A fiery helicopter crash killed key Zimbabwean opposition leader Roy Bennett while on holiday in a remote part of the U.S. state of New Mexico and four others aboard, friends and authorities said.
State Police Lt. Elizabeth Armijo confirmed Bennett's death Thursday, a day after a helicopter carrying him and five others went down in a mountainous rural area of northern New Mexico. One person survived the crash, whose cause was not yet known.
Obert Gutu, spokesman for Morgan Tsvangirai's Movement for Democratic Change opposition party, described the death of Bennett, 60, a white man who spoke fluent Shona and drew the wrath of former President Robert Mugabe, as a "huge and tragic loss." Bennett's wife, Heather, also died, Gutu said.
Bennett, treasurer-general of the MDC-T party, won a devoted following of black Zimbabweans for passionately advocating political change. He was known as "Pachedu," meaning "one of us" in Shona and was often called the sharpest thorn in Mugabe's side. He won a parliamentary seat in a rural constituency despite being white, angering the strongman and his ruling ZANU-PF party.
The crash's only survivor was Andra Cobb, 39, who said she was able to escape before the helicopter burst into flames, according to her mother. Andra Cobb's 67-year-old father, Paul, of Conroe, Texas, was the co-pilot and her longtime boyfriend, Charles Burnett III, 61, of Houston, also was killed, loved ones and authorities said.
"She's just very distraught," mother Martha Cobb said in a telephone interview, her voice breaking. "I'm just glad my daughter is OK, but I hate that my husband of 41 years is gone."
Andra Cobb, who has been hospitalized with broken bones, called 911 after the helicopter went down Wednesday evening near the New Mexico-Colorado state line, and authorities launched a search. They said the response was slow because of the rugged terrain and remote area, which has few roads.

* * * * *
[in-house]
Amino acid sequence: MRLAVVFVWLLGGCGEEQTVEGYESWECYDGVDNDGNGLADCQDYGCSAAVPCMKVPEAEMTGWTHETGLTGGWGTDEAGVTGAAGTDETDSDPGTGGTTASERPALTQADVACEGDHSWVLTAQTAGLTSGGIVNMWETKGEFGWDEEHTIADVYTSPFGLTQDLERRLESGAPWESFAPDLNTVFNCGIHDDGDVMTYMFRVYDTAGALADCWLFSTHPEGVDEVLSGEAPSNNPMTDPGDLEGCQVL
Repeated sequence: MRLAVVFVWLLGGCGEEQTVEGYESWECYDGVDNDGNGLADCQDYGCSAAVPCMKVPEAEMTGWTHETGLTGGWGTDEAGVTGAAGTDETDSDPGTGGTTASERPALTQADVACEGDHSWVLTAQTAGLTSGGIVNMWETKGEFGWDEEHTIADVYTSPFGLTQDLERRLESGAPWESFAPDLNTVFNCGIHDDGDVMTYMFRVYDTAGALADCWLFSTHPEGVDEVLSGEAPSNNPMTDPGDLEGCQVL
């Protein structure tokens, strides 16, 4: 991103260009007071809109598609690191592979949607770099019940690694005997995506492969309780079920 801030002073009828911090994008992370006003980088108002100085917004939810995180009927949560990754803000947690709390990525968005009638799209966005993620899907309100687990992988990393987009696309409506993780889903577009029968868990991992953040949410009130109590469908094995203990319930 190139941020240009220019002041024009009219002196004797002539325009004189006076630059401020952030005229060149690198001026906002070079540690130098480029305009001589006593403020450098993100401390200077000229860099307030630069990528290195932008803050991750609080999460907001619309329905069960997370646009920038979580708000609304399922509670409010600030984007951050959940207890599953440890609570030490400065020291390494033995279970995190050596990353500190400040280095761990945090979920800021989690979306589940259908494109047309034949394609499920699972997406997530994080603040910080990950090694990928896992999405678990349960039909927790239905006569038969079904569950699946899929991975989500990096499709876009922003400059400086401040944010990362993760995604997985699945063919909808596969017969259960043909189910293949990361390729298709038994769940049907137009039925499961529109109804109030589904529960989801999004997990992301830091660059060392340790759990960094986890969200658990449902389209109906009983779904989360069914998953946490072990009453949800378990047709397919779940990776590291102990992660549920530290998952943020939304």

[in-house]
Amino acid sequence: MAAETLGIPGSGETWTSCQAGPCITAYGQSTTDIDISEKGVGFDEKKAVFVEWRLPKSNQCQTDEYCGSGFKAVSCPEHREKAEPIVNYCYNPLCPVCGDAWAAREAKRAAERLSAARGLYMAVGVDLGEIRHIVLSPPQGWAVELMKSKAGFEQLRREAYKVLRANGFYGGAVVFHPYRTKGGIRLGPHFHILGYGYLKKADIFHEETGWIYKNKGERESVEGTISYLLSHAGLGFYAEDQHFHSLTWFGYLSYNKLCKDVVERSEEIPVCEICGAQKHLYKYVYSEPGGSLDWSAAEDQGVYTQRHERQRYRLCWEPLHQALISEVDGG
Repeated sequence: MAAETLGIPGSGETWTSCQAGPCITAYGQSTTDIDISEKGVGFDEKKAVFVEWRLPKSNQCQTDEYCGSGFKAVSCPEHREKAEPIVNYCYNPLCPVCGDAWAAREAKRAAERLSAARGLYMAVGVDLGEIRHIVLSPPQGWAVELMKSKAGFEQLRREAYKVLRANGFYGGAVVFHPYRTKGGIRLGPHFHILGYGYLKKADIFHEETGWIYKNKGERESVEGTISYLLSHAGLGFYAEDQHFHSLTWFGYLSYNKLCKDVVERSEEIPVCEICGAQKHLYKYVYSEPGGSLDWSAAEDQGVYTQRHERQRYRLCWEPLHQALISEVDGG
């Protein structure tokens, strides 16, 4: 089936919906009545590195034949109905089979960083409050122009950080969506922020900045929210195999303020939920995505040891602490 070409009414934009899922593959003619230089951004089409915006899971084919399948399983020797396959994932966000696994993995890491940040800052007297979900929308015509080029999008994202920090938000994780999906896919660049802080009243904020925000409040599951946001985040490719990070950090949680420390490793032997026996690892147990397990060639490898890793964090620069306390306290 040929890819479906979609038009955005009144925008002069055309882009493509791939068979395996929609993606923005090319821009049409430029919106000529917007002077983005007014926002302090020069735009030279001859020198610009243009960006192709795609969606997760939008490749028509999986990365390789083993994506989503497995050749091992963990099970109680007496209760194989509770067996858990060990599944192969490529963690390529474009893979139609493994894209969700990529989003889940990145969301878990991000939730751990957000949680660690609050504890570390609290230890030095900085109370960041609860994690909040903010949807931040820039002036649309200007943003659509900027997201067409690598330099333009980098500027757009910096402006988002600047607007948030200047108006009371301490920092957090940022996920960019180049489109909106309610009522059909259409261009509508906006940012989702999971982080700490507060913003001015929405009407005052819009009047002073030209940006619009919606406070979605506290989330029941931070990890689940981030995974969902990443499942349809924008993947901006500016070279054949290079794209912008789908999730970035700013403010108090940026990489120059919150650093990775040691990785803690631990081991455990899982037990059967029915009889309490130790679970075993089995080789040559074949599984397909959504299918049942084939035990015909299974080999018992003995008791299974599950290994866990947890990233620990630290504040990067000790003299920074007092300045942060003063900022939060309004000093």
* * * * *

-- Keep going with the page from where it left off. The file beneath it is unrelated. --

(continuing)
Engulfed in flames, the wreckage was spotted on a ranch.
The helicopter was heading to a ranch near the state line that Burnett owned, said Martha Cobb, adding that she and her husband had befriended Bennett and his wife while traveling together on cruises.
Also killed was pilot Jamie Coleman Dodd, 57, of Trinidad, Colorado.
In Zimbabwe, Tendai Biti, a prominent opposition leader and a former finance minister, tweeted that the Bennetts' "tragic passing" was "a blow to our struggle." David Coltart, an opposition figure, said the couple were "two of Zimbabwe's greatest patriots."
In 2004, Roy Bennett was jailed for a year for assaulting a Cabinet minister who had said Bennett's "forefathers were thieves and murderers" during a parliamentary debate. An enraged Bennett charged the minister, who fell to the floor.
He emerged from prison rail-thin and scarred from repeated sunburns. He told of the mistreatment of fellow prisoners, some of whom he said had starved to death in their cells.
After receiving death threats, Bennett fled Zimbabwe but returned in 2009 after his party nominated him for the deputy agriculture minister in a coalition government with Mugabe's ZANU-PF. Mugabe, who had repeatedly alleged Bennett was the opposition party's contact with foreign funders, refused to swear him in.
Bennett later returned to South Africa but remained a vocal critic of Mugabe's rule. He also criticized his former party for allegedly enjoying the comforts of government while ordinary Zimbabweans suffered.